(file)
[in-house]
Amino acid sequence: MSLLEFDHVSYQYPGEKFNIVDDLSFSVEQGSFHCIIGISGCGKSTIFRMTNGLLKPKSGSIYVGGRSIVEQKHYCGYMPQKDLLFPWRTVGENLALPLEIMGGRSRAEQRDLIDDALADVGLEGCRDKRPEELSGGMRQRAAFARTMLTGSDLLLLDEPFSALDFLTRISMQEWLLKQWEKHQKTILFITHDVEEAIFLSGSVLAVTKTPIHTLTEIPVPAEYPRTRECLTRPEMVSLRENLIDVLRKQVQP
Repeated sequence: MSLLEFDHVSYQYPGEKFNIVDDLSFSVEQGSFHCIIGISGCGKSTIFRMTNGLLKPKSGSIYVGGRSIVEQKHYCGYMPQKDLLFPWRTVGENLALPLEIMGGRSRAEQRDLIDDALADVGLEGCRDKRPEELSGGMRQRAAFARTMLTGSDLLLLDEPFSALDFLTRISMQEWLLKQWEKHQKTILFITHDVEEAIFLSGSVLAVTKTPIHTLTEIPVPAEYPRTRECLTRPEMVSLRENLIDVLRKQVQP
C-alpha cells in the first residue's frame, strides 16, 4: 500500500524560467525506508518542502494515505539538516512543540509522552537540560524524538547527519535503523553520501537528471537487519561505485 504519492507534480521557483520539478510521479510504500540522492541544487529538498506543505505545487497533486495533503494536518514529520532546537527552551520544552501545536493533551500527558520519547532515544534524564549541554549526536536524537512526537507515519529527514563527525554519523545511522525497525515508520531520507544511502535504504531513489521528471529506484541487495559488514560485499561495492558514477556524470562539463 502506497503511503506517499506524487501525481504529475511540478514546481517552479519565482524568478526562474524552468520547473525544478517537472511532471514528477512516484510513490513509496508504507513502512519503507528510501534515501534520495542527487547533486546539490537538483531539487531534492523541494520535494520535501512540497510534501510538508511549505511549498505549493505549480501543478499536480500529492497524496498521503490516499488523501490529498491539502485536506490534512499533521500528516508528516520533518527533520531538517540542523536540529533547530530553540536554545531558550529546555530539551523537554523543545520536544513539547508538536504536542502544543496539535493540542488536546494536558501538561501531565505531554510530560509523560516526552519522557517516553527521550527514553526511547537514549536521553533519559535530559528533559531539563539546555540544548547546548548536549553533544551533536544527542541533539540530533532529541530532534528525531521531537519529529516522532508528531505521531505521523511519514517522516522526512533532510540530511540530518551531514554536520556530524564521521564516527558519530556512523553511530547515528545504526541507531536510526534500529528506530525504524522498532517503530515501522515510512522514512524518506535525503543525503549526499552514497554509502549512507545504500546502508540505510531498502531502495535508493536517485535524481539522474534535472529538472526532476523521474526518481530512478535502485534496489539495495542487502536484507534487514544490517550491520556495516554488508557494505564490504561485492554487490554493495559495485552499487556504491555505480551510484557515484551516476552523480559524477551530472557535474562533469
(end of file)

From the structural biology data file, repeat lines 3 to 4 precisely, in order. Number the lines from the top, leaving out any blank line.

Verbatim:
Repeated sequence: MSLLEFDHVSYQYPGEKFNIVDDLSFSVEQGSFHCIIGISGCGKSTIFRMTNGLLKPKSGSIYVGGRSIVEQKHYCGYMPQKDLLFPWRTVGENLALPLEIMGGRSRAEQRDLIDDALADVGLEGCRDKRPEELSGGMRQRAAFARTMLTGSDLLLLDEPFSALDFLTRISMQEWLLKQWEKHQKTILFITHDVEEAIFLSGSVLAVTKTPIHTLTEIPVPAEYPRTRECLTRPEMVSLRENLIDVLRKQVQP
C-alpha cells in the first residue's frame, strides 16, 4: 500500500524560467525506508518542502494515505539538516512543540509522552537540560524524538547527519535503523553520501537528471537487519561505485 504519492507534480521557483520539478510521479510504500540522492541544487529538498506543505505545487497533486495533503494536518514529520532546537527552551520544552501545536493533551500527558520519547532515544534524564549541554549526536536524537512526537507515519529527514563527525554519523545511522525497525515508520531520507544511502535504504531513489521528471529506484541487495559488514560485499561495492558514477556524470562539463 502506497503511503506517499506524487501525481504529475511540478514546481517552479519565482524568478526562474524552468520547473525544478517537472511532471514528477512516484510513490513509496508504507513502512519503507528510501534515501534520495542527487547533486546539490537538483531539487531534492523541494520535494520535501512540497510534501510538508511549505511549498505549493505549480501543478499536480500529492497524496498521503490516499488523501490529498491539502485536506490534512499533521500528516508528516520533518527533520531538517540542523536540529533547530530553540536554545531558550529546555530539551523537554523543545520536544513539547508538536504536542502544543496539535493540542488536546494536558501538561501531565505531554510530560509523560516526552519522557517516553527521550527514553526511547537514549536521553533519559535530559528533559531539563539546555540544548547546548548536549553533544551533536544527542541533539540530533532529541530532534528525531521531537519529529516522532508528531505521531505521523511519514517522516522526512533532510540530511540530518551531514554536520556530524564521521564516527558519530556512523553511530547515528545504526541507531536510526534500529528506530525504524522498532517503530515501522515510512522514512524518506535525503543525503549526499552514497554509502549512507545504500546502508540505510531498502531502495535508493536517485535524481539522474534535472529538472526532476523521474526518481530512478535502485534496489539495495542487502536484507534487514544490517550491520556495516554488508557494505564490504561485492554487490554493495559495485552499487556504491555505480551510484557515484551516476552523480559524477551530472557535474562533469